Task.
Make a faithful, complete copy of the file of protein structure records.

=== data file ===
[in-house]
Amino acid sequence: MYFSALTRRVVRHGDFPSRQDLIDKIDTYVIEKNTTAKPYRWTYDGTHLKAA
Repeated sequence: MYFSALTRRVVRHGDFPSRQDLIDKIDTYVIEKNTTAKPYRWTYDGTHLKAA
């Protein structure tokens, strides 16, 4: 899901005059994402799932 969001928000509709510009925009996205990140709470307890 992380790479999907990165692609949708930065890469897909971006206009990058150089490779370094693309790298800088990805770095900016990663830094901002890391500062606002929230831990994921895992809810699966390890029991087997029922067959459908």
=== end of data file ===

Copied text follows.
[in-house]
Amino acid sequence: MYFSALTRRVVRHGDFPSRQDLIDKIDTYVIEKNTTAKPYRWTYDGTHLKAA
Repeated sequence: MYFSALTRRVVRHGDFPSRQDLIDKIDTYVIEKNTTAKPYRWTYDGTHLKAA
């Protein structure tokens, strides 16, 4: 899901005059994402799932 969001928000509709510009925009996205990140709470307890 992380790479999907990165692609949708930065890469897909971006206009990058150089490779370094693309790298800088990805770095900016990663830094901002890391500062606002929230831990994921895992809810699966390890029991087997029922067959459908």